What do the numbers say?
Future Plans. The decision in taking a graduate course mainly depends on the student’s end goal. Most students are enticed with the benefits of earning their own income first before pursuing additional education. There are also a good number of students who are just contented with finishing college and pursuing their dream jobs, not intending to take any graduate course at all. Those who take graduate courses are either desiring to get into a prestigious job or wanting to get promoted in their current field of work. There are only a few job titles, though, in which graduate education is needed. Hence, many students would only look into finishing their undergraduate courses without thinking of any additional education, at least in the near future.
Admission Rate. Graduate school admissions statistics also involves the admission rate of different graduate schools. In general, it is not really easy to get into graduate school. Graduate schools have a number of requirements that applicants need to successfully meet in order to pass and get admitted. Some of these requirements include undergraduate transcripts, standardized test scores such as GRE, GMAT, LSAT, etc, admission essays and recommendation letters. All of these should show that you are a qualified candidate for the graduate course that you intend to take. Graduate schools have different admission rates. Some schools are very stringent, especially the prestigious ones, with a going admission rate of less than 25%. Nonetheless, there are other good graduate schools that admit 50 to 75 percent of their applicants.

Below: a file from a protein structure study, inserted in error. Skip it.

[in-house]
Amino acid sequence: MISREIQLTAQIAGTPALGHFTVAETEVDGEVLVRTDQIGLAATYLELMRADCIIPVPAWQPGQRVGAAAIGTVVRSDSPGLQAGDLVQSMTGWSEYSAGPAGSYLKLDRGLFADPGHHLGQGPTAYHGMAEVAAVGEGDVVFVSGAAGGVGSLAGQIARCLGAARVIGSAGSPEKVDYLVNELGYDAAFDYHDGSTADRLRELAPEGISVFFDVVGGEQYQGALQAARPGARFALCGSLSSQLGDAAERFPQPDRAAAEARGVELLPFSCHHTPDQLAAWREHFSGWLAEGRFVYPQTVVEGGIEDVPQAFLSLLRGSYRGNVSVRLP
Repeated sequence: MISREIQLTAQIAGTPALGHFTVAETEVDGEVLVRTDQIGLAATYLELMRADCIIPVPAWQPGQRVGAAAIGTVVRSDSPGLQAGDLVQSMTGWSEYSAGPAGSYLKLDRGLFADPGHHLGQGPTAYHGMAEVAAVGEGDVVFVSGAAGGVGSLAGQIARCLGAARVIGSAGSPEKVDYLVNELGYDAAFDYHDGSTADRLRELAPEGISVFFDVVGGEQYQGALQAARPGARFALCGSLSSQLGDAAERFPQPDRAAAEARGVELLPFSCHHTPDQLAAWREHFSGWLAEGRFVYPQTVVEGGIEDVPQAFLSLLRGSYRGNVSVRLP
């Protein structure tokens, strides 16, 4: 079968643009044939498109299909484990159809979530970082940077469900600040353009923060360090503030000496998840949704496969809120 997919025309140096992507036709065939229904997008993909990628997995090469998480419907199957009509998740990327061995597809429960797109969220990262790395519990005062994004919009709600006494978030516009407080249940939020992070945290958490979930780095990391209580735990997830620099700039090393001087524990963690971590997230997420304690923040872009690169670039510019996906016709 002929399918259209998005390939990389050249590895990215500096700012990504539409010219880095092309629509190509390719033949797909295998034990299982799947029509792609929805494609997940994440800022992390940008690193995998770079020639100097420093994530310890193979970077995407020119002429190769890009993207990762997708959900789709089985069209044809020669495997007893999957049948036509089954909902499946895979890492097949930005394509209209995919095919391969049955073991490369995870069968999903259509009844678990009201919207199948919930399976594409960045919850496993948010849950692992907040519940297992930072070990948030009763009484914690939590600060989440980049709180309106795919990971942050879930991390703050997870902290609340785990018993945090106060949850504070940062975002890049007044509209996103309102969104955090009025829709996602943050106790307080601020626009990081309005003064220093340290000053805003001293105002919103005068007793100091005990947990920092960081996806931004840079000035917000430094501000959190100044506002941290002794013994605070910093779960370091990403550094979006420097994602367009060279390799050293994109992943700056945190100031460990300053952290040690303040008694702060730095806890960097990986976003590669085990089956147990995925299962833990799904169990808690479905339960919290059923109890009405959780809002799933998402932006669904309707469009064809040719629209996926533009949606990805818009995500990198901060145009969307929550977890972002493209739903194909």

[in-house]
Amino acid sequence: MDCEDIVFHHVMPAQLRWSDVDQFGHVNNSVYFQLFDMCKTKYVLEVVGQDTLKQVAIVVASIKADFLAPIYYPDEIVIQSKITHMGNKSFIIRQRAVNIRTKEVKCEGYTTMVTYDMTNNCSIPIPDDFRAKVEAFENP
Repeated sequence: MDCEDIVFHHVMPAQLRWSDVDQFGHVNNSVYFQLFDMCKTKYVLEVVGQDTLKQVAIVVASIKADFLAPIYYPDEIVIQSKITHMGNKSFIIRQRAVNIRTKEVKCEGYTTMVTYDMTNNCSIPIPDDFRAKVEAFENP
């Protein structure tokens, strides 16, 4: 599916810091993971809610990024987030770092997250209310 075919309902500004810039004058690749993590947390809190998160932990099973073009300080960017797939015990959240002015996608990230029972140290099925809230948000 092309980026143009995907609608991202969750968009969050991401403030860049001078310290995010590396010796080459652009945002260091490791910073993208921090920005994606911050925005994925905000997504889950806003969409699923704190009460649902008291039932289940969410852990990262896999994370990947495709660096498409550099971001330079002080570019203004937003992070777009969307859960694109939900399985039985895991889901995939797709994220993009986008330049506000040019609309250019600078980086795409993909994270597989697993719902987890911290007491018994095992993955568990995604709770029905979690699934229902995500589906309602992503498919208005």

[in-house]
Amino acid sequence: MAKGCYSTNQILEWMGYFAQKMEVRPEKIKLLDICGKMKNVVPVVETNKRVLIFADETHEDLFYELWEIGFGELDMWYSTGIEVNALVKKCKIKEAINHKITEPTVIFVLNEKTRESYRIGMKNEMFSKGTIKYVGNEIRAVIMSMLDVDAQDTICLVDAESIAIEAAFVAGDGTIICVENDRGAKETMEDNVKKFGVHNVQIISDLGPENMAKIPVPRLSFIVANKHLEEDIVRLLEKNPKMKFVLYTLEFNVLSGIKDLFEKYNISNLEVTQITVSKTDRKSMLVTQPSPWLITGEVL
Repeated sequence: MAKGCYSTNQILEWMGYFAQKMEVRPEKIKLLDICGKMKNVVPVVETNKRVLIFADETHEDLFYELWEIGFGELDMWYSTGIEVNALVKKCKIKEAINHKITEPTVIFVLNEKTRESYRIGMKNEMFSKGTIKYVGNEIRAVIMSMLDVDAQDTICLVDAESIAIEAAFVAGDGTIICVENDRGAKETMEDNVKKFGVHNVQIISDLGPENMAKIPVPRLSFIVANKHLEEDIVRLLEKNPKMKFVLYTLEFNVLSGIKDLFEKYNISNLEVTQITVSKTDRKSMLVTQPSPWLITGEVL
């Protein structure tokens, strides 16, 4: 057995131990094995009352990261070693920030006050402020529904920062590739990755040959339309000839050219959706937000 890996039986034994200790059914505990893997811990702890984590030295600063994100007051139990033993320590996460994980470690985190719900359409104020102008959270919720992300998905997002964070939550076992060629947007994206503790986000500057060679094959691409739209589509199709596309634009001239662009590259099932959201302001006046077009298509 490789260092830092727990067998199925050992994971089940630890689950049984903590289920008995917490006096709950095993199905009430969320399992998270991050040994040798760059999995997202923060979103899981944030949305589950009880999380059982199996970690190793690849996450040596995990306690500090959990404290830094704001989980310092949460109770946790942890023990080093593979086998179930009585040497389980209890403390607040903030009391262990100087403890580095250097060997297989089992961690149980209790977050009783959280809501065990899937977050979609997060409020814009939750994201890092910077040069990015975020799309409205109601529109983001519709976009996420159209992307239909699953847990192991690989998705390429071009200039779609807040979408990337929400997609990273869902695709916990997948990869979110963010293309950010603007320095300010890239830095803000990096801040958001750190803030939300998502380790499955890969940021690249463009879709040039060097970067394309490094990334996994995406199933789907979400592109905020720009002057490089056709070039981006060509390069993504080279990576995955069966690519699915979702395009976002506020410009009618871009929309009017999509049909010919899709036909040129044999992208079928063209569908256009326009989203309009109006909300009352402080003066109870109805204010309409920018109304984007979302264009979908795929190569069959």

Financial Concerns. Getting through an undergraduate course is tough enough because of the school fees and other school-related expenses; more so in a graduate school. This is one major consideration of most students. Graduate programs now range from $20,000 to $60,000 annually. Although most graduate courses only take 2 to 3 years of full time education, that amount is still a challenge especially to average income earners. Fortunately, most schools offer attractive financial aid programs to support qualified and deserving students. However, some people already get discouraged just by merely knowing the total amount needed to finish graduate school.
Regardless of what the graduate school admission statistics say, attending a graduate school is still one of the best investments you’ll make towards your future. Finishing a graduate course opens a lot of opportunities and makes you more “marketable" to large corporations because of your increased knowledge, skills, and competencies.